Michael Morton (1864 – 11 January 1931) was an English dramatist in the early 20th century. 
Morton's comedy called Detective Sparkes opened at the Garrick Theatre in August 1909 to good reviews.  He also directed the production which ran into October for a total of 64 performances. 
In 1914, Morton's play, The Yellow Ticket ran 183 performances on Broadway and starred Florence Reed and John Barrymore. It was adapted to the screen and, due to its popularity, several filmed versions were made in the silent era alone. The first, The Yellow Passport (1916), was directed by Edwin August and starred Clara Kimball Young. The second version, The Yellow Ticket (1918), starred Fannie Ward, Warner Oland and Milton Sills. A German version called Der Gelbe Schein was produced in 1918 and starred Pola Negri. Yet another filmed version was a talking picture and was directed by Raoul Walsh in 1931. It was also titled The Yellow Ticket ; its players were Elissa Landi, Lionel Barrymore and Laurence Olivier. James Wong Howe was the cameraman.
Morton adapted William Makepeace Thackeray's 1854-55 novel The Newcomes into a play called Colonel Newcome , which opened in April 1917 at the New Amsterdam Theatre and starred Herbert Tree and St. Clair Bayfield. 
His 1921 play Woman to Woman was adapted three times for film.
He adapted Agatha Christie's novel The Murder of Roger Ackroyd into a play called Alibi , which opened in London in 1928. This was her first work adapted to the stage and it ran 250 performances. 
John Barrymore was an American actor on stage, screen and radio. A member of the Drew and Barrymore theatrical families, he initially tried to avoid the stage, and briefly attempted a career as an artist, but appeared on stage together with his father Maurice in 1900, and then his sister Ethel the following year. He began his career in 1903 and first gained attention as a stage actor in light comedy, then high drama, culminating in productions of Justice (1916), Richard III (1920) and Hamlet (1922); his portrayal of Hamlet led to him being called the "greatest living American tragedian".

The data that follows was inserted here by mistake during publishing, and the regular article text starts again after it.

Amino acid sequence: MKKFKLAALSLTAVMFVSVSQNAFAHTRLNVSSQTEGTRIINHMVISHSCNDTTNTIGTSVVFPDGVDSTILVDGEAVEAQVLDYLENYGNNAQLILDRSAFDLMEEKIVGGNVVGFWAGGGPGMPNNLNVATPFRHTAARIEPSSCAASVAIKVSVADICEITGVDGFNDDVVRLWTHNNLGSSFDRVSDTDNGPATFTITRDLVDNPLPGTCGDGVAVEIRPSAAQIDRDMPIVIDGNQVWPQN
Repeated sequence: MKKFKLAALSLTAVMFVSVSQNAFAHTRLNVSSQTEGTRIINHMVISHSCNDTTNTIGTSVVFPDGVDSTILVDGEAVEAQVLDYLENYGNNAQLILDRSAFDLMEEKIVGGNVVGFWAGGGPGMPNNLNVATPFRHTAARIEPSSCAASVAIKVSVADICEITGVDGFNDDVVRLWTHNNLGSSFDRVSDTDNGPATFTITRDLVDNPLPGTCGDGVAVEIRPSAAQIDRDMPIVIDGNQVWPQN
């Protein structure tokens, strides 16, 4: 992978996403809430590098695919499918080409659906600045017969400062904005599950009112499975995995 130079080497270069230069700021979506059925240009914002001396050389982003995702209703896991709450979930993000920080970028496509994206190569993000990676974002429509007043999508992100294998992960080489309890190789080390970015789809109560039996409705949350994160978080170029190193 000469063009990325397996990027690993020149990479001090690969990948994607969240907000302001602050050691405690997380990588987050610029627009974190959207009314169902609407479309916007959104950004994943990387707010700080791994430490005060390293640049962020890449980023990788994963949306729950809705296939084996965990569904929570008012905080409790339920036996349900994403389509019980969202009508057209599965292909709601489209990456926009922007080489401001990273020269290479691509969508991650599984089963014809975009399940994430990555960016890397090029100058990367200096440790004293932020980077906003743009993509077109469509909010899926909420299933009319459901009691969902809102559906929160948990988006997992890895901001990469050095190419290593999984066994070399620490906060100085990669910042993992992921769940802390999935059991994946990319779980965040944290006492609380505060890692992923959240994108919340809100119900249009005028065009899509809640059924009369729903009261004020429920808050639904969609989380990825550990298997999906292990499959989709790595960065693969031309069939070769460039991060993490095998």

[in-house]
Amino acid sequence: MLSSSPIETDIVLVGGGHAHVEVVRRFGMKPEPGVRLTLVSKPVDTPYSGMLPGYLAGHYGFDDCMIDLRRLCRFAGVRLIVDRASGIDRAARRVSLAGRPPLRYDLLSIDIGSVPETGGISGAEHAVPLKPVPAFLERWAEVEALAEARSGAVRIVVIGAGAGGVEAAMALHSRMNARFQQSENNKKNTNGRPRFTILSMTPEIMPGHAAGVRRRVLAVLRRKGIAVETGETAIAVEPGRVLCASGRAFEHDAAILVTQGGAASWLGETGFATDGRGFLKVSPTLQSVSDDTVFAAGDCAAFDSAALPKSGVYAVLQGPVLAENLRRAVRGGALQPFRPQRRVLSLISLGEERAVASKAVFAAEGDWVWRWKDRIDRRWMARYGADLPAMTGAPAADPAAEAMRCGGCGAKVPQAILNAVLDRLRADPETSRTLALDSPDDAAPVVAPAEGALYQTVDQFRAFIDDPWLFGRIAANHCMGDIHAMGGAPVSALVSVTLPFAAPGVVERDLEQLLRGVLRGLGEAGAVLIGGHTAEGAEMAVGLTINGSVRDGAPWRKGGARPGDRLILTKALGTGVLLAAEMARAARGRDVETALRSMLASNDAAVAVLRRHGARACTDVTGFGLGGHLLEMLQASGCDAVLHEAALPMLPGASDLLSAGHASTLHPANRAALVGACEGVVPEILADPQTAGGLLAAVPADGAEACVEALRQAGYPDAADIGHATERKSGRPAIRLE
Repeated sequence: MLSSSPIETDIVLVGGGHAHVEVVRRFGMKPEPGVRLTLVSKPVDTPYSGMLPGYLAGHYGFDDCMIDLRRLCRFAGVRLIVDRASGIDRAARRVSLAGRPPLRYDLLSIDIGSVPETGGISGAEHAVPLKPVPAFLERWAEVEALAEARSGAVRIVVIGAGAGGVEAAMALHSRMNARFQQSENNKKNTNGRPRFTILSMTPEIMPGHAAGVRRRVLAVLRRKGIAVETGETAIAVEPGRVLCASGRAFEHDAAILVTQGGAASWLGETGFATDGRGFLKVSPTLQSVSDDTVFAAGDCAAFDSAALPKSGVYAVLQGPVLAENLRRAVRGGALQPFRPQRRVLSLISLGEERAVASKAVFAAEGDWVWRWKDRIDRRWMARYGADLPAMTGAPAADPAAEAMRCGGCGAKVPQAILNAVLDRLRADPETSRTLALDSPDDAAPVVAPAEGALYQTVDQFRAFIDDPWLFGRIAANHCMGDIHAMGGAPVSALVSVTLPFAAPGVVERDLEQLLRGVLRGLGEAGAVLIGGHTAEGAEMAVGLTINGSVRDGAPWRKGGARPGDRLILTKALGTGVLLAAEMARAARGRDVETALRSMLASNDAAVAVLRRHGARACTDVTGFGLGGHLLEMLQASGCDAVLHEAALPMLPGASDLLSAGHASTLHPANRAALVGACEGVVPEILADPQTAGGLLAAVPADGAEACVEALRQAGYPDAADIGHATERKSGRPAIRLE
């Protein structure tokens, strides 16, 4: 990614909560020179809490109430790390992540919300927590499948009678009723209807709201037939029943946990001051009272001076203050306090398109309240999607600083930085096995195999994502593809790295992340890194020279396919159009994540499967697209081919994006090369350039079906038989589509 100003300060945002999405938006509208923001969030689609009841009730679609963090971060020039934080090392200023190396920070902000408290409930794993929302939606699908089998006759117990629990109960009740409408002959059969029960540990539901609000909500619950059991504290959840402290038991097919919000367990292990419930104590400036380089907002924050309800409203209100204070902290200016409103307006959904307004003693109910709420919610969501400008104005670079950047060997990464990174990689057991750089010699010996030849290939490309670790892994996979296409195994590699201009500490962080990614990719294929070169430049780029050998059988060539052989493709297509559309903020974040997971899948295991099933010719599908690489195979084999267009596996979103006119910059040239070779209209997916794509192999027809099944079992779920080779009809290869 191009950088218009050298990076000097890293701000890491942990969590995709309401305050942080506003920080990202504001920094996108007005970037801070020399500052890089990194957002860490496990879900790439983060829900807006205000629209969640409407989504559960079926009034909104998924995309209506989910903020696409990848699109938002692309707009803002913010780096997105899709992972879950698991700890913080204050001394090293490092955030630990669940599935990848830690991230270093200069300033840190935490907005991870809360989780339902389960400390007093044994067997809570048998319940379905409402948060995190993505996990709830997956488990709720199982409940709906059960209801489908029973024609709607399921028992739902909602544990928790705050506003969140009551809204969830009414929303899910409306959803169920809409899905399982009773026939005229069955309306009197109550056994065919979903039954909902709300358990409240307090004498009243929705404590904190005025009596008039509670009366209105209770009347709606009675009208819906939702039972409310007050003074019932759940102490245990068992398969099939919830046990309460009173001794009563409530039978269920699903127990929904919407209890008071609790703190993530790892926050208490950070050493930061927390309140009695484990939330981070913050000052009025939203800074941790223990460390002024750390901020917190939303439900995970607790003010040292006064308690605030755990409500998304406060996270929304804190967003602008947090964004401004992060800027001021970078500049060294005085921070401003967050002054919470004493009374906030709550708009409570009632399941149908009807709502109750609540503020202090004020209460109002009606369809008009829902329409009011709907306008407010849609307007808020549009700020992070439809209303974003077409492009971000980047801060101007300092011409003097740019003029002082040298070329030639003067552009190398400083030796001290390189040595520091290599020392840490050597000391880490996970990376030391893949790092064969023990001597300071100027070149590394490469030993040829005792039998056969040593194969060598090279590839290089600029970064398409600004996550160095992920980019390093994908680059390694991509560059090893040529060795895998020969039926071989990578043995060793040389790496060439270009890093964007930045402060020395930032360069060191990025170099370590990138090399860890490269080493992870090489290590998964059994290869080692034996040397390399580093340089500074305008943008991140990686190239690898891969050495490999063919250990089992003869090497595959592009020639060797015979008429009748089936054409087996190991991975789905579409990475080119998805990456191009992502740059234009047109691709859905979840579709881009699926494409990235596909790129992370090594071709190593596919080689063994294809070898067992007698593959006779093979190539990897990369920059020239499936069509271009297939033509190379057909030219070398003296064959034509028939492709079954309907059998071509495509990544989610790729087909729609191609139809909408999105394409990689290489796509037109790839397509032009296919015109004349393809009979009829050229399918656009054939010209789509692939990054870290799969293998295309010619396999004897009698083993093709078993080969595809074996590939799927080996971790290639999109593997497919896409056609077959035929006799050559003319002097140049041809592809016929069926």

Anna Christie is a play in four acts by Eugene O'Neill. It made its Broadway debut at the Vanderbilt Theatre on November 2, 1921. O'Neill received the 1922 Pulitzer Prize for Drama for this work. According to historian Paul Avrich the original of Anna Christie was Christine Ell, an anarchist cook in Greenwich Village, who was the lover of Edward Mylius the English radical who libeled the British king George V.
Ethel Barrymore was an American actress and a member of the Barrymore family of actors. Barrymore was a stage, screen and radio actress whose career spanned six decades, and was regarded as "The First Lady of the American Theatre". She received four nominations for the Academy Award for Best Supporting Actress, winning for None but the Lonely Heart (1944).
The Royal Family is a play written by George S. Kaufman and Edna Ferber. Its premiere on Broadway was at the Selwyn Theatre on 28 December 1927, where it ran for 345 performances to close in October 1928. It was included in Burns Mantle's The Best Plays of 1927–1928.
Disney Theatrical Productions Limited (DTP), also known as Disney on Broadway, is the flagship stageplay and musical production company of the Disney Theatrical Group, a subsidiary of The Walt Disney Studios, a major business unit of The Walt Disney Company.
Herbert Arthur Chamberlayne Blythe, known professionally by his stage name Maurice Barrymore, was an Indian-born British stage actor. He was the patriarch of the Barrymore acting family, father of John, Lionel and Ethel, and great-grandfather of actress Drew.